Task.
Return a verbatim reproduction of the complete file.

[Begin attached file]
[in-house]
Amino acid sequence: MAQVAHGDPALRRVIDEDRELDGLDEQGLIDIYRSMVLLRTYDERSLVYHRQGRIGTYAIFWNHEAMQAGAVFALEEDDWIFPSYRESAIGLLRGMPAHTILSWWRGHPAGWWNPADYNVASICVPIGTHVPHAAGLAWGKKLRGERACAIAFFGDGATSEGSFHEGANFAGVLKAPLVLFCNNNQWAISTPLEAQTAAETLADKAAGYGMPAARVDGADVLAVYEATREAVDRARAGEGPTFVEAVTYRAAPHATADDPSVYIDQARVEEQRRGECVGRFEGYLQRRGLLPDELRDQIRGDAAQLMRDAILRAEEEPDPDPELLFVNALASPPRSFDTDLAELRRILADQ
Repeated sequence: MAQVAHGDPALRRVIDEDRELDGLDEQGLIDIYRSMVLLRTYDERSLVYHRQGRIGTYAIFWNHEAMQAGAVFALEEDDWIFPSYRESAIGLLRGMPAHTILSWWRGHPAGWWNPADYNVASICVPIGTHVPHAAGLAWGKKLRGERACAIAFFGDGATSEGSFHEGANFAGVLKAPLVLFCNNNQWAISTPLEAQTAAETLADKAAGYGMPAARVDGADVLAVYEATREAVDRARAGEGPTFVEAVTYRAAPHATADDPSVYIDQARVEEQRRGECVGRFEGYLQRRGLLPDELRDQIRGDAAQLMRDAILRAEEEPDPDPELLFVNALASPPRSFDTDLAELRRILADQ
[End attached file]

[in-house]
Amino acid sequence: MAQVAHGDPALRRVIDEDRELDGLDEQGLIDIYRSMVLLRTYDERSLVYHRQGRIGTYAIFWNHEAMQAGAVFALEEDDWIFPSYRESAIGLLRGMPAHTILSWWRGHPAGWWNPADYNVASICVPIGTHVPHAAGLAWGKKLRGERACAIAFFGDGATSEGSFHEGANFAGVLKAPLVLFCNNNQWAISTPLEAQTAAETLADKAAGYGMPAARVDGADVLAVYEATREAVDRARAGEGPTFVEAVTYRAAPHATADDPSVYIDQARVEEQRRGECVGRFEGYLQRRGLLPDELRDQIRGDAAQLMRDAILRAEEEPDPDPELLFVNALASPPRSFDTDLAELRRILADQ
Repeated sequence: MAQVAHGDPALRRVIDEDRELDGLDEQGLIDIYRSMVLLRTYDERSLVYHRQGRIGTYAIFWNHEAMQAGAVFALEEDDWIFPSYRESAIGLLRGMPAHTILSWWRGHPAGWWNPADYNVASICVPIGTHVPHAAGLAWGKKLRGERACAIAFFGDGATSEGSFHEGANFAGVLKAPLVLFCNNNQWAISTPLEAQTAAETLADKAAGYGMPAARVDGADVLAVYEATREAVDRARAGEGPTFVEAVTYRAAPHATADDPSVYIDQARVEEQRRGECVGRFEGYLQRRGLLPDELRDQIRGDAAQLMRDAILRAEEEPDPDPELLFVNALASPPRSFDTDLAELRRILADQ